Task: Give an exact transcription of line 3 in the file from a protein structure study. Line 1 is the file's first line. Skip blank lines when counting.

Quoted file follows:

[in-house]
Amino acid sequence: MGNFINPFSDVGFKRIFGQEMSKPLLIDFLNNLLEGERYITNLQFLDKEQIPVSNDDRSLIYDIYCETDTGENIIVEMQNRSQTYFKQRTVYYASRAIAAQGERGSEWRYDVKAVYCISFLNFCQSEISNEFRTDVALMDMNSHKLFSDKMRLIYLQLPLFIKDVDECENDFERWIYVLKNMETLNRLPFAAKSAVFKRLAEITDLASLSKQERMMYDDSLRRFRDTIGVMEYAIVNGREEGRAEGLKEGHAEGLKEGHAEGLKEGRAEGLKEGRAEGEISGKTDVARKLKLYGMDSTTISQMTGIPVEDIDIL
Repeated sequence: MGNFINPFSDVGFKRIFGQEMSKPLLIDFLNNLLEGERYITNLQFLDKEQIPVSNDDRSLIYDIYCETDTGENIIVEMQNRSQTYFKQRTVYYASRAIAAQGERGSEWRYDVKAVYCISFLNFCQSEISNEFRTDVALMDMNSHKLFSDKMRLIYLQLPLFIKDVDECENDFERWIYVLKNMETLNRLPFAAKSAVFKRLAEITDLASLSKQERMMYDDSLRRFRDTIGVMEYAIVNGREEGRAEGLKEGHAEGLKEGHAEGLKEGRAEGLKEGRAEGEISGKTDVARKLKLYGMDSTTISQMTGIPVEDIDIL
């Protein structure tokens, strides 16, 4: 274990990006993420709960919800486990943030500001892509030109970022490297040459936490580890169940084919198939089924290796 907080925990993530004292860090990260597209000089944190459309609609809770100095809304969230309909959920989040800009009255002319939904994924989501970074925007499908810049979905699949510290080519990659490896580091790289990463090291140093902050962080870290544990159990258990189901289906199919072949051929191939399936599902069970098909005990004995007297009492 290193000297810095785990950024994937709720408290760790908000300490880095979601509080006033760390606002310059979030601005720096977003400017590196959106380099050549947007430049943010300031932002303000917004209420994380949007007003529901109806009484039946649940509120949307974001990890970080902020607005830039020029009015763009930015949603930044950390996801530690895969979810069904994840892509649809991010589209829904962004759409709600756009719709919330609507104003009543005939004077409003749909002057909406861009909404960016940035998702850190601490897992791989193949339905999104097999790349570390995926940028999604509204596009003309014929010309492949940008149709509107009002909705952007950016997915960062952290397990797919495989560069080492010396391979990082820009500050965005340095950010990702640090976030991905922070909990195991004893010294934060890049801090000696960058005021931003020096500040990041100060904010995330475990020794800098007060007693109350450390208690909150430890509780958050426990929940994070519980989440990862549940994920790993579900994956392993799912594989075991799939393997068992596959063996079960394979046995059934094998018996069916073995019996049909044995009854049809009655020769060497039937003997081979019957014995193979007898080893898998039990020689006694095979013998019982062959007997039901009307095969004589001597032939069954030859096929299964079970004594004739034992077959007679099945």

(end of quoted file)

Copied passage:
Repeated sequence: MGNFINPFSDVGFKRIFGQEMSKPLLIDFLNNLLEGERYITNLQFLDKEQIPVSNDDRSLIYDIYCETDTGENIIVEMQNRSQTYFKQRTVYYASRAIAAQGERGSEWRYDVKAVYCISFLNFCQSEISNEFRTDVALMDMNSHKLFSDKMRLIYLQLPLFIKDVDECENDFERWIYVLKNMETLNRLPFAAKSAVFKRLAEITDLASLSKQERMMYDDSLRRFRDTIGVMEYAIVNGREEGRAEGLKEGHAEGLKEGHAEGLKEGRAEGLKEGRAEGEISGKTDVARKLKLYGMDSTTISQMTGIPVEDIDIL